The driver of a tractor-trailer whose load of copper concentrate began smoldering and emitting toxic gas is expected to make a full recovery, according to a spokesman for the Arizona Department of Public Safety.
Jason Larson, 40, was transported to an Arizona hospital after he reportedly became ill due to the gas, hydrogen sulfide, a byproduct of a chemical reaction that transpired within the copper concentrate, according to DPS spokesman Carrick Cook.
The toxic gas also led to a hazardous materials cleanup incident on U.S. Highway 60, between Wittmann and Morristown, according to information from the Arizona Department of Transportation.
Larson, a driver for CTI Inc. of Rillito, was in the process of transporting the copper concentrate from a mine near Golden Valley to a facility in Phoenix for further processing, when he began to feel symptoms of “dizziness and confusion,” Cook said.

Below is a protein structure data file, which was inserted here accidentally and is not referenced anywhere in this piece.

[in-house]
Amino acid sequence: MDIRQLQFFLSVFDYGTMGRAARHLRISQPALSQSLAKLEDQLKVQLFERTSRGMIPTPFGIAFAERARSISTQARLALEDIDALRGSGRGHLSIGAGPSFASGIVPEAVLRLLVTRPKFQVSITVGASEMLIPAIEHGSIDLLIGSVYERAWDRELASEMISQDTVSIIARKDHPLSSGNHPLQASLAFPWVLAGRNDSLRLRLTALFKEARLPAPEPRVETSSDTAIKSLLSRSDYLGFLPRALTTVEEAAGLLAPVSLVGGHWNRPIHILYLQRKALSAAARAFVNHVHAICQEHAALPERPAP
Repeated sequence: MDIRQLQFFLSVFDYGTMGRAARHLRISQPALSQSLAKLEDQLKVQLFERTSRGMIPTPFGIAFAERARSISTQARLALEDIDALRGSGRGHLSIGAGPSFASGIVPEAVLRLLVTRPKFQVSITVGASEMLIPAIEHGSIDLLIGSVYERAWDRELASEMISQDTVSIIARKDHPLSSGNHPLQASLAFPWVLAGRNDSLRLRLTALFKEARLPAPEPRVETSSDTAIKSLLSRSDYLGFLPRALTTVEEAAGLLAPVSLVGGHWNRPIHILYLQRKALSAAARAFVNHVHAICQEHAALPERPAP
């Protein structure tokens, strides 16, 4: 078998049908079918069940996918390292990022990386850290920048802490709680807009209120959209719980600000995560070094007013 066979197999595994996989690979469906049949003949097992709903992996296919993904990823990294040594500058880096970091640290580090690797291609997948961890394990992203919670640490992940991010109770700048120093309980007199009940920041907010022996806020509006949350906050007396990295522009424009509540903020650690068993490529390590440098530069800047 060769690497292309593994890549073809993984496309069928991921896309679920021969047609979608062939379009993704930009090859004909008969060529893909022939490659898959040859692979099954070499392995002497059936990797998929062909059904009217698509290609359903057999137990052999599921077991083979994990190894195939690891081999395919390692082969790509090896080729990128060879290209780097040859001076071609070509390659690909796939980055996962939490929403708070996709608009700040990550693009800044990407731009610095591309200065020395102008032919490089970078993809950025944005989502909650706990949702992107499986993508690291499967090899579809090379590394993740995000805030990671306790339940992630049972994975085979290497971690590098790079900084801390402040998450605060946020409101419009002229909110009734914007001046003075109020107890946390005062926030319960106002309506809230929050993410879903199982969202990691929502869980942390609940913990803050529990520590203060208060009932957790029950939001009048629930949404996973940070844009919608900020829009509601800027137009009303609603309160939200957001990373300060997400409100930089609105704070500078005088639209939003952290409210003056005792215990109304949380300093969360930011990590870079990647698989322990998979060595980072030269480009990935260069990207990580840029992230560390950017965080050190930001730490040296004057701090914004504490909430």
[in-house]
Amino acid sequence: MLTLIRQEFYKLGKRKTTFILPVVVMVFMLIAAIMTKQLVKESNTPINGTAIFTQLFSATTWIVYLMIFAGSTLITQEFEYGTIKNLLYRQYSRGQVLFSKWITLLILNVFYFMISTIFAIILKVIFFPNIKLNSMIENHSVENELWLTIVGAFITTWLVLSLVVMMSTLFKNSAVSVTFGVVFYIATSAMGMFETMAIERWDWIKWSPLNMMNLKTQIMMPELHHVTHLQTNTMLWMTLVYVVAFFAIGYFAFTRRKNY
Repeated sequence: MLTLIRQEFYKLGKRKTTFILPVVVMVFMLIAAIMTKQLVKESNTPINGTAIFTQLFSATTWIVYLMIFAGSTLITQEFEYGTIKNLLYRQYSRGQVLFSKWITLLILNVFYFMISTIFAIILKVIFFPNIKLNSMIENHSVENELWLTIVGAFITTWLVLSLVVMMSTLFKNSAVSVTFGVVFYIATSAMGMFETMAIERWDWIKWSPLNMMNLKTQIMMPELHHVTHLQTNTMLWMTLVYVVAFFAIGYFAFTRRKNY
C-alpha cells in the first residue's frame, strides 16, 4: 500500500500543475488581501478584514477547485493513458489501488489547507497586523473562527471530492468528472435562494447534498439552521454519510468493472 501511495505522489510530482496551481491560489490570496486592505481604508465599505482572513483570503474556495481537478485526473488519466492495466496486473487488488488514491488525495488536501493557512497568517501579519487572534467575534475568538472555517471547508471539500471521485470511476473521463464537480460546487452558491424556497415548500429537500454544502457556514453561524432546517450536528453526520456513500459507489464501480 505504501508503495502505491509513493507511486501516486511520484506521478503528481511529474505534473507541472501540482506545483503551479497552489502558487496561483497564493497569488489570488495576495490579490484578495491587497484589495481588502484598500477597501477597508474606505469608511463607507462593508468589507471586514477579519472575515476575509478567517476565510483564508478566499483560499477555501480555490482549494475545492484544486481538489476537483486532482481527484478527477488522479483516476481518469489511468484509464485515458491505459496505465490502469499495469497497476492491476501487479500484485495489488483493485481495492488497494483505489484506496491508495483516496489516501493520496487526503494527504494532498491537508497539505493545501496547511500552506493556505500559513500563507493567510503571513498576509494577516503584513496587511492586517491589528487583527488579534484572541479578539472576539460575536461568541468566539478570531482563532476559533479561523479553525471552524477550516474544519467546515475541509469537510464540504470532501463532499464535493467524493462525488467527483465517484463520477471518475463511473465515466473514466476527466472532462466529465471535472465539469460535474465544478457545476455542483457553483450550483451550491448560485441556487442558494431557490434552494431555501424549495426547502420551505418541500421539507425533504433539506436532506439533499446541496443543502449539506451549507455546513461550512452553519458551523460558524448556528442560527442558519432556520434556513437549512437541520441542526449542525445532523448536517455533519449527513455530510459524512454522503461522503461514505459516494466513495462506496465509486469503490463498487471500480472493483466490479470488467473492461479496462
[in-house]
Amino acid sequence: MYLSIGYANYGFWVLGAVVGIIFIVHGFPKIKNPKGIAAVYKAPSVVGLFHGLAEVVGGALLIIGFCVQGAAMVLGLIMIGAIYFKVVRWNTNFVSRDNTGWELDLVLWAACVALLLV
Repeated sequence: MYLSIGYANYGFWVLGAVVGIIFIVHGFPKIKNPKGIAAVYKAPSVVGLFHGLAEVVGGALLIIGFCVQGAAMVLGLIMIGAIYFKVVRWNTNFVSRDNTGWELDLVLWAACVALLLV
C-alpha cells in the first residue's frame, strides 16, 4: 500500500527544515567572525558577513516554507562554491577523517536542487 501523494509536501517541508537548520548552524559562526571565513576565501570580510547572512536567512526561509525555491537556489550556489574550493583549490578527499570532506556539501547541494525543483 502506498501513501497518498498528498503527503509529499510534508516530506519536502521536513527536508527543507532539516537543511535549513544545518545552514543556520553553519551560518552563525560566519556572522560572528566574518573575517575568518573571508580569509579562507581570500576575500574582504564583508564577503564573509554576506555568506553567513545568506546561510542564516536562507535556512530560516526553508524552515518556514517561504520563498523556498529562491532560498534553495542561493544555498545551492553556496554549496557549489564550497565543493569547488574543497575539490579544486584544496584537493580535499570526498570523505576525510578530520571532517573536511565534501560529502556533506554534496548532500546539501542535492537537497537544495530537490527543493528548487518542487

At 12:40 a.m. on Friday, Larson’s vehicle stopped at U.S. 60, also known as Grand Avenue, between State Route 74 and 203rd Avenue, which was described as a remote, low-traffic area. Officials with the state department of public safety, a hazardous materials cleanup crew, and the Surprise Fire Department responded.
Cook said investigators believe the chemical reaction was caused by excessive elements of iron and sulfur that were mixed with the copper concentrate. As the chemical reaction took place, the temperature of the materials rose to a reported 1,000 degrees.
“A firefighter on the scene told me it looked volcanic in nature,” Cook said. “130 degrees is an optimal working temperature (for the copper).”
Cook said further investigation has found that at least one other trucker hauling a load from the same mine experienced a similar issue with the copper concentrate combusting. He said the state DPS has contacted the federal Mining Safety and Health Administration to assist in an investigation.
A spokesman for CTI could not be reached for comment Friday.
Copyright © OOIDA